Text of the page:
It's my anniversary! Not my wedding anniversary -- that was back in April. My daily blogging anniversary. I used to be a pretty lame blogger, averaging less than three posts per month. So if you've tried to blog regularly before and failed, I've been in your shoes. And I can tell you from experience that you don't have to be a natural-born-daily-blogger to become a daily blogger.

Let me give you an idea of the kind of transition that you can make too:

  • A year ago today, I went from blogging an average of 2.6 times a month to blogging nearly every weekday (with just one or two days missed other than holidays).
  • The month before I made the switch, I'd written nothing -- zero posts (and I'd had five other dry months before that).
  • I'd only topped five posts in a month five times before, and had never managed to post 10 times in a month.
  • Since last year, I've never posted less than 18 days a month. (That was in February -- the short month. Since February, I haven't dropped under 20 posts in a month.)
  • In the 3.5 years before making the switch, I'd published 109 posts on this blog. In the past year, I've publish 247.

And it hasn't really been that difficult. Yes, it still takes time and effort, because I'm writing original content. But coming up with ideas to write about (which used to be my biggest challenge) is no longer difficult. And I've got an easier way to publish too.

How do I come up with things to write about every day?

The #1 key is Blog Riffing. I didn't invent Blog Riffing, but once I'd discovered how powerful a tool it is, I gave it a name to help people solidify the idea in their minds.

Blog Riffing in a nutshell is grabbing a quote from someone else's blog and "riffing" on it -- using it as a seed from which related ideas grow, and writing about those ideas.

It's simple. It's not revolutionary. But don't pass over it too lightly -- it really is my #1 secret for blogging daily.

Reader Comment:
Alex Tan said:
Wow, daily posts for a year! Congrats! I have my own personal blog (sort of like my IM diary) and it is really a struggle to post on it regularly (and I'm not even talking daily). It is not for lack of topics but it is more of lack of commitment. I g...
(join the conversation below)

If you browse through my posts from the past year, you'll see that over half of them are Blog Riffs (you'll see the quote that inspired the post and a link back to the blog I borrowed it from).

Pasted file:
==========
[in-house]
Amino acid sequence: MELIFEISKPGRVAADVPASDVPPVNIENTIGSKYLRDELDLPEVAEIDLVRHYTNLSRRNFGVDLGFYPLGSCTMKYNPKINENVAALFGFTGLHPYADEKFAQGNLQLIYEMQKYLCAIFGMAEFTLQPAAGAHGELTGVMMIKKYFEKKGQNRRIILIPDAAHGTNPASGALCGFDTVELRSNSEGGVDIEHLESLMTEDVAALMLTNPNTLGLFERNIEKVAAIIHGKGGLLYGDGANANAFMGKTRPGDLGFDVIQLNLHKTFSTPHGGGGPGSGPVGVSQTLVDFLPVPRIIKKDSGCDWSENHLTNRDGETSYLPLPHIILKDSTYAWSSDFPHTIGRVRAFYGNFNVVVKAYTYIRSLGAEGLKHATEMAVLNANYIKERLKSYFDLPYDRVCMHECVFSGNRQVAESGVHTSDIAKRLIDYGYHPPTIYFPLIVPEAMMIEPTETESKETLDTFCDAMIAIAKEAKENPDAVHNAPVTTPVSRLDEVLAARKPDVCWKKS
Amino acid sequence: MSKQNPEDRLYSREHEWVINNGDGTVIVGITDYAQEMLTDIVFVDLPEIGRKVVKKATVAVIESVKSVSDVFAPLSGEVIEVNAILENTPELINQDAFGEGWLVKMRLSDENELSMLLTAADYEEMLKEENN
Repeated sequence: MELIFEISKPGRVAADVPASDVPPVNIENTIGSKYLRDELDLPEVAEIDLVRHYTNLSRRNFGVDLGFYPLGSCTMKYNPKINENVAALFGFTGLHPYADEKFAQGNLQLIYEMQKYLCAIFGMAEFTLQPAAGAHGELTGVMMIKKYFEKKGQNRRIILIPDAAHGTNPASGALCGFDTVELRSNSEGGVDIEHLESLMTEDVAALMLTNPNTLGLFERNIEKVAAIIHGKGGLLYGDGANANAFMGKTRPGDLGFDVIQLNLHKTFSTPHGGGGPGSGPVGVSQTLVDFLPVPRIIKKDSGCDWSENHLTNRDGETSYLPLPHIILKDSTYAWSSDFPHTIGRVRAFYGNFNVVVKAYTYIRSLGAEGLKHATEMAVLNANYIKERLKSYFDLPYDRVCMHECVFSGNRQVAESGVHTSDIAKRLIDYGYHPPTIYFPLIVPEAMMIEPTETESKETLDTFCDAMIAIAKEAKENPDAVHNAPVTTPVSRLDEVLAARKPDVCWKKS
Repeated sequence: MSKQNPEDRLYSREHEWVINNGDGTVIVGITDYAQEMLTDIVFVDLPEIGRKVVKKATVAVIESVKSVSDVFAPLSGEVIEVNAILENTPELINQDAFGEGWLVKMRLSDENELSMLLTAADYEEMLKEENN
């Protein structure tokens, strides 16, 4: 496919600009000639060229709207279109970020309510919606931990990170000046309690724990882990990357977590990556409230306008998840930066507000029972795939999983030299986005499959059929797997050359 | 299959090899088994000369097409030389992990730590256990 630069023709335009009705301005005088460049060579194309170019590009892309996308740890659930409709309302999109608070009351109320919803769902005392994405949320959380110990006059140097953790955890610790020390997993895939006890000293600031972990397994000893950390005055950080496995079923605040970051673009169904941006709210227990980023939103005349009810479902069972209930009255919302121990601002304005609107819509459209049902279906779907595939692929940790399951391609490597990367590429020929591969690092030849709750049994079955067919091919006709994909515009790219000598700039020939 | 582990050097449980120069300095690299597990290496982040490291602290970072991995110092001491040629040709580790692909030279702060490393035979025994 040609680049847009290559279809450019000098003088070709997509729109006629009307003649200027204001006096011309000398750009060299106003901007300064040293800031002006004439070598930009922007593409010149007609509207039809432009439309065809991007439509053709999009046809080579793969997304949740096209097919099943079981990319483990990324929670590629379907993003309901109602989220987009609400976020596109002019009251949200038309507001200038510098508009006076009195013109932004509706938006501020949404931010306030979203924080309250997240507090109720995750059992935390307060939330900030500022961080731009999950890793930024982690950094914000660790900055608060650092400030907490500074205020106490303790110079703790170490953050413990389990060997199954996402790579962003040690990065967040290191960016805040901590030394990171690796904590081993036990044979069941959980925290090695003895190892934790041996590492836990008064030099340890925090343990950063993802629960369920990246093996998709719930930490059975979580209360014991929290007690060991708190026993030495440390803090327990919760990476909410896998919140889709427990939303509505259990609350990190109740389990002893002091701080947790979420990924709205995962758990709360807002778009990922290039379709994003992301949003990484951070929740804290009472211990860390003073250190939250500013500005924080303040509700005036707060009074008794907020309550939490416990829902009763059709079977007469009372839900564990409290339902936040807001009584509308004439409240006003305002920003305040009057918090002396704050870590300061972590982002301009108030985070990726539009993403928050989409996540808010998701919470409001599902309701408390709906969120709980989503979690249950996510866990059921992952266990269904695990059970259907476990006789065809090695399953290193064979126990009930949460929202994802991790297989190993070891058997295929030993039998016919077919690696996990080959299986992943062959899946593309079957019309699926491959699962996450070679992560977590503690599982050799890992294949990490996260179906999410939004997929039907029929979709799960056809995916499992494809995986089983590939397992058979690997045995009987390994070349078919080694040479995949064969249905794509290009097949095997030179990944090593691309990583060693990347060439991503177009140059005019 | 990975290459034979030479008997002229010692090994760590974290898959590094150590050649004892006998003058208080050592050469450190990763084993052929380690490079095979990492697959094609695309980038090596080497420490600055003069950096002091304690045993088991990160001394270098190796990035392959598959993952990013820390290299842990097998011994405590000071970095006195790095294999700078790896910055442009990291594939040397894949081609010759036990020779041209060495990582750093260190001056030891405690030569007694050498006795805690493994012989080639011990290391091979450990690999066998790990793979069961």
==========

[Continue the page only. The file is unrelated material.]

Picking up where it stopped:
The #2 key is rhythm and momentum. Before I started Blog Riffing, I didn't write often enough to establish a daily rhythm. I had no momentum to carry my forward. Blog Riffing was the first key, because without it, I wouldn't have been able to build any momentum.

But once Blog Riffing got me going, it wasn't difficult to keep going. There were days when it was harder than others. But it was no longer difficult enough to overwhelm my commitment.

The #3 key is experience. Once you've established the habit of blogging daily, your mind develops the ability to see blog post ideas in places where you wouldn't have recognized them before. It becomes easier to relate everyday experiences to the topic of your blog.

Even things that are completely unrelated to your blog will offer analogies that you can use to illustrate the points you're trying to make more concretely. With experience, you'll learn to look for ideas everywhere, and it won't be hard to find them.

The #4 key is tools. Actually, I'd say the blogging tool I've used has been the second most important factor in making the jump, because it's made the Blog Riffing process so much less cumbersome. Instead of having to stop in the middle of my reading, copy and paste the quotes that I Riff on from a blog or feed reader into my blog editor, publish, and then find my place again to keep reading, I read, write and publish all in the same program.

I don't even have to copy and paste the quote or the link to the original article, because I can just highlight it and click a button, and the quote and link are already copied and formatted for me in the editor.

The blogging tool I use is SEO Content Factory. It's my own product, which I really for myself to solve my own blogging challenges. As you can see from this graphic I whipped up this morning, it's done the trick.

If you're interested in blogging more often, without feeling like you're pulling teeth every morning trying to come up with something to write about, I highly recommend Blog Riffing. Subscribe to a bunch of blogs in your niche, and use them as inspiration.

(If you're in marketing, I highly recommend subscribing to Seth Godin's blog, because it's a perfect source for Blog Riffing ideas. The posts are usually about an interesting idea. And they're almost always short, which means they leave plenty unsaid -- plenty for you to talk about without being redundant.)

If you want to make Blog Riffing a comfortable part of your daily routine, take a look at SEO Content Factory. It takes the "grunt work" out of daily blogging so that you can focus on the ideas.

By this time next year, will you be looking back on a year of daily blogging?